The Alaska Native community and other Arctic residents play a strong and important role
in the Arctic. Confronted by environmental, social, and industry changes that ultimately
stem from climate change, there is a need to preserve Arctic communities’ rights, culture,
and traditions. The time is ripe to work with these communities, so that local residents can
develop their long-term vision for the Arctic environment and help develop ways to
achieve a vision that incorporates state and federal management programs. The project
team has launched an initiative designed to empower local communities to build grassroots
regional ocean and coastal resource management in the U.S. Arctic. The project is partially
supported by the Oak Foundation; additional support is needed to carry out the program.
Our approach focuses on understanding the needs of the Arctic communities and working
with them so that they can establish their own vision of a healthy and resilient Arctic
ecosystem within the context of the growing climate change challenges. It is designed to
advance the development and utilization of ecosystem research that can address
management needs. With support from NOAA, the interdisciplinary partnership, which
combines scientific, legal, and local expertise, will:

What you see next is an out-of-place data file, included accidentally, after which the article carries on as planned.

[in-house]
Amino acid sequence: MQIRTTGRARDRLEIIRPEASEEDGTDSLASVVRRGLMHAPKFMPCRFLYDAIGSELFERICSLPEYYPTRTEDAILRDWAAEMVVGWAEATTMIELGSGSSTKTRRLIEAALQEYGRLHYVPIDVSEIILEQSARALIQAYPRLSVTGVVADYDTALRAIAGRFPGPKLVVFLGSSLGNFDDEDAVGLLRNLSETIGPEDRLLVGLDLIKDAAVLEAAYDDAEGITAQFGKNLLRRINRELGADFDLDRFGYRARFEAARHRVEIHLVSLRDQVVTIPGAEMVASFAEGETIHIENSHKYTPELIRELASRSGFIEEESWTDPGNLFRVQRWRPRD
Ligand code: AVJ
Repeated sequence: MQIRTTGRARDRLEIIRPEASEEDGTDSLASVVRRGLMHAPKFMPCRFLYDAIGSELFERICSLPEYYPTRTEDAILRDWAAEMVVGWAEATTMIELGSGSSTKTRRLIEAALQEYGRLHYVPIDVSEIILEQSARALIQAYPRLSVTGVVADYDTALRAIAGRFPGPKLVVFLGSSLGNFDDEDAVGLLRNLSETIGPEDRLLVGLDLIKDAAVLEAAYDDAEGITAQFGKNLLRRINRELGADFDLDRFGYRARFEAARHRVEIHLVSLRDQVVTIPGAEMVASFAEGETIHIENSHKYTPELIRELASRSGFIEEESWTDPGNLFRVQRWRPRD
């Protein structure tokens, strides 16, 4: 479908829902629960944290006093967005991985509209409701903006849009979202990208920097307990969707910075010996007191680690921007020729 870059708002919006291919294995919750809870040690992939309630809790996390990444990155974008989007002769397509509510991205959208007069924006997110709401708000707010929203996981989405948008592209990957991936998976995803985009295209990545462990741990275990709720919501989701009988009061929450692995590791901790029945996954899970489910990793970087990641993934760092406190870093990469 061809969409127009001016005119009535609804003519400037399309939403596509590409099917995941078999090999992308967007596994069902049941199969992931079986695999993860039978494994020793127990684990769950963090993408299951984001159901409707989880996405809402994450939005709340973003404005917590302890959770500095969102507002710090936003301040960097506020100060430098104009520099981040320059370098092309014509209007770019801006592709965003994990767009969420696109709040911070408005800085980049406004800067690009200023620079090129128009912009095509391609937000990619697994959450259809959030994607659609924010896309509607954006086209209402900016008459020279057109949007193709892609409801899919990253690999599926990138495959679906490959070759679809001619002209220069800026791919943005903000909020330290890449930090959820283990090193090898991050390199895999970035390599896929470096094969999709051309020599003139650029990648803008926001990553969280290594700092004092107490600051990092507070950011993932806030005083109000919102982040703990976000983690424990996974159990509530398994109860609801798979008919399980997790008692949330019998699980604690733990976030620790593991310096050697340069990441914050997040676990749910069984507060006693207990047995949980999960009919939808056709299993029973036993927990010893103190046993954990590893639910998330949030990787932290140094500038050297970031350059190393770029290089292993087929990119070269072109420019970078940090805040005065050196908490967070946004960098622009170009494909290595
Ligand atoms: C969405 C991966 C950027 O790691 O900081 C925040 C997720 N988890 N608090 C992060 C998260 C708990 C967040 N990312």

- Develop a survey instrument to obtain feedback from the decision-makers,
scientists, and stakeholders about climate change challenges, priority responses,
and research needed to address climate change impacts.
- Analyze the survey responses by digitizing information and utilizing software such
as Excel and online survey analysis tools.
- Share our findings and conduct in-depth interviews with scientists, decisionmakers, and stakeholders to flesh out key findings.
- Work with the scientists, decision-makers, and stakeholders to develop
recommendations for research activities that can help address priority challenges.
We will disseminate our findings to the community, federal and state government,
and others working in the region through academic publications, a management
handbook, workshops, and seminars. The results of this project will help us develop
recommendations for on-the-ground ecosystem-based planning and management
that can help Arctic ocean and coastal decisionmakers prepare for climate change